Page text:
Gerd Moe-Behrens's insight:

*Can Bio-Computers Kill Cancer Cells*

by
Chuck Seegert

"New research from ETH Zurich has made progress towards achieving bio-computers by developing a biological circuit that controls individual sensory components. Future developments of this technology could enable complex, cancer-hunting bio-computers.

Creating logic-based circuits from biological components has been challenging because of the nature of neural cells and how they interact. While an electronic computer is based on the discrete on and off signals that ones and zeros represent, biological circuits are much less predictable. Action potentials, the primary signal type that is transmitted by neural circuits, are subject to many influences, making signal transfer more unpredictable.
A reliable computer must be predictable, which is what researchers from ETH Zurich (Eidgenössische Technische Hochschule Zürich) may have done for biological computer systems. The technology may soon come to a point where a bio-computer could be feasible, according to a recent press release from the university.
“The ability to combine biological components at will in a modular, plug-and-play fashion means that we now approach the stage when the concept of programming as we know it from software engineering can be applied to biological computers,” said Yaakov Benenson, professor of synthetic biology in the Department of Biosystems Science and Engineering at ETH Zurich in Basel, in the press release. “Bio-engineers will literally be able to program in future.”
The technology combines genetics and signals from a special enzyme — called a recombinase — to activate a biological sensor only when it is signaled to do so. Essentially, the active gene is installed in the biosensor’s DNA in the wrong orientation, which makes it inactive, according to the press release. When a recombinase enzyme is put in the cellular environment, the gene is reoriented into the proper position, making the circuit active.
The new method enables sensors with a dynamic range that is up to 1,000-fold that of the originally configured systems, according to study published by the team in Nature Chemical Biology. The team foresees that this technology may be able to force cancer cells to undergo programmed cell death, while normal cells would remain inactivated.
While controlling the internal cellular machinery may be critical to generating bio-computers, directing and controlling where neurons grow may also be important in the design process. Directing neural cell growth in culture using fluid flow was recently discussed in an article published on Med Device Online."




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New tool could help reshape the limits of synthetic biology

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Yeast geneticists developed a novel tool — “the telomerator” — that could redefine the limits of synthetic biology http://bit.ly/1tEsw8Y

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Synthetic biology: Just add water -programmable in vitro diagnostics

Synthetic biology: Just add water -programmable in vitro diagnostics | SynBioFromLeukipposInstitute | Scoop.it
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*Just add water* — *programmable in vitro diagnostics*

by
Linda Koch

"Concerns about biosafety, practicality and costs have traditionally confined engineered synthetic gene circuits hosted in living cells to research environments, despite the great potential that these molecular tools hold for biotechnology and medical applications. Now, US researchers have circumvented these difficulties by using porous materials such as paper as host substrates for cell-free synthetic…"


 http://bit.ly/1uBp8zi

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Synthetic chemistry fuels interdisciplinary approaches to the production of artemisinin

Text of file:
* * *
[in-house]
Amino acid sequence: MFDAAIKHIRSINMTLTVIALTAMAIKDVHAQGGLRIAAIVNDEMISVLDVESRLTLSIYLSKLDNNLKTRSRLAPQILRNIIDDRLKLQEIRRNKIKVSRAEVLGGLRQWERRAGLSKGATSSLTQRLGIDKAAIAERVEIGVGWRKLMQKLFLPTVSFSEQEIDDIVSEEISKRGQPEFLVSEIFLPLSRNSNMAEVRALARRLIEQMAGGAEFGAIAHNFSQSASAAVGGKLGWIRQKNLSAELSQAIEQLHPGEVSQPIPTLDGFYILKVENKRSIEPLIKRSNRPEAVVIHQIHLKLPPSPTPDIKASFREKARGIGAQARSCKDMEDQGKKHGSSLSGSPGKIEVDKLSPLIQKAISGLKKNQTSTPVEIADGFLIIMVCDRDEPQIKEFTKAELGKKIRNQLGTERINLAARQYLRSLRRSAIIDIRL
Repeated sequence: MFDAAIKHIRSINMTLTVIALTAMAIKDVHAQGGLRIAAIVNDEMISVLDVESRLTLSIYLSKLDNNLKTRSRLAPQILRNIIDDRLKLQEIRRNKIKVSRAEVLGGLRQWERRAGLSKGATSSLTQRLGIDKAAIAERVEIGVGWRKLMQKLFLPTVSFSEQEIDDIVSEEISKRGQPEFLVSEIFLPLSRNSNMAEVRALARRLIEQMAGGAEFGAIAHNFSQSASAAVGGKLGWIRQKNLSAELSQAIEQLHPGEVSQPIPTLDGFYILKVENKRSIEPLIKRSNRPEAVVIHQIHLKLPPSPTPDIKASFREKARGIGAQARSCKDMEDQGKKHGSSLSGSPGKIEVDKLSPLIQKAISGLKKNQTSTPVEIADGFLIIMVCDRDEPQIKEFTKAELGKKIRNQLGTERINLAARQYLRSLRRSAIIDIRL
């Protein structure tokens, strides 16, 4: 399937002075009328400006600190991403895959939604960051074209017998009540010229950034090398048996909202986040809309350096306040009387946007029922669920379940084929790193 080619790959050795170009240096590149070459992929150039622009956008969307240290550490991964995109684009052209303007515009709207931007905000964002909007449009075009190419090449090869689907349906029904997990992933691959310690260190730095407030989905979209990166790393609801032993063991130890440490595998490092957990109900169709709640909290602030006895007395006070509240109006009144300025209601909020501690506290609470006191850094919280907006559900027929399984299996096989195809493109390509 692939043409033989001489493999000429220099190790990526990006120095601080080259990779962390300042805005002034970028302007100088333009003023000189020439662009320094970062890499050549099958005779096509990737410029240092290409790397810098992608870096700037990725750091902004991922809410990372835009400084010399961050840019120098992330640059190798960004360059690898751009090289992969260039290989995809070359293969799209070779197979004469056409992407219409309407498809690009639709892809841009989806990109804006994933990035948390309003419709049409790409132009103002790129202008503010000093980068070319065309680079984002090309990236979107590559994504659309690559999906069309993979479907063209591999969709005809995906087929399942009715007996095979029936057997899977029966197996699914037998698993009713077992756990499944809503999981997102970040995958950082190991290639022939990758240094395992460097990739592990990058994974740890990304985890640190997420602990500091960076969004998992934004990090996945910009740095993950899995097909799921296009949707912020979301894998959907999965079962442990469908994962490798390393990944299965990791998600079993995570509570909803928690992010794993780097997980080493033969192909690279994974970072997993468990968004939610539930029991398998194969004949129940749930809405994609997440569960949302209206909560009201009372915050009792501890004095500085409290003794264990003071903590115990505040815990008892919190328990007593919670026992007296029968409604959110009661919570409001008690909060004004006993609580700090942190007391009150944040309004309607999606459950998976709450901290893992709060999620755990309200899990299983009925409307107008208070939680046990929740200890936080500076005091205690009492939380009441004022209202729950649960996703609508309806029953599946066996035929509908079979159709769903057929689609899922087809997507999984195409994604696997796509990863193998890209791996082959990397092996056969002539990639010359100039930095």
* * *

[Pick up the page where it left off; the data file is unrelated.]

Synthetic chemistry fuels interdisciplinary approaches to the production of artemisinin | SynBioFromLeukipposInstitute | Scoop.it
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by
Michael A. Corsello and    Neil K. Garg

"In the developing world, multi-drug resistant malaria caused by the parasite Plasmodium falciparum is an epidemic that claims the lives of 1–3 million people per year. Artemisinin, a naturally occurring small molecule that has seen little resistance from malarial parasites, is a valuable weapon in the fight against this disease. Several easily accessible artemisinin derivatives, including artesunate and artemether, display potent antimalarial activity against drug-resistant malaria strains; however, the global supply of artemisinin from natural sources alone remains highly inconsistent and unreliable. As a result, several approaches to artemisinin production have been developed, spanning areas such as total synthesis, flow chemistry, synthetic biology, and semi-synthesis. This review highlights achievements in all areas, in addition to the interplay between synthetic biology and synthetic chemistry that has fueled the recent industrial-scale production of artemisinin."


 http://rsc.li/ZVvuLl

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'Starfish' crystals could lead to 3D-printed pills - Futurity

'Starfish' crystals could lead to 3D-printed pills - Futurity | SynBioFromLeukipposInstitute | Scoop.it
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*‘STARFISH’ CRYSTALS COULD LEAD TO 3D-PRINTED PILLS*

by
Nicole Casal Moore-Michigan 

"Engineers have figured out how to make rounded crystals with no facets, a design that mimics the hard-to-duplicate texture of starfish shells.

The discovery could one day lead to 3D-printed medications that absorb better into the body.
Both the crystals’ shape and the way they’re made—using organic vapor jet printing—have other promising applications, researchers say. The geometry could potentially be useful to guide light in advanced LEDs, solar cells, and nonreflective surfaces...."


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Next Generation: Freeze-Dried Gene Networks - Scientist

Next Generation: Freeze-Dried Gene Networks - Scientist | SynBioFromLeukipposInstitute | Scoop.it
Researchers devise a way to preserve bits of paper containing synthetic gene networks, which can be easily stored and widely distributed. Rehydrated, transcription and translation “come to life.”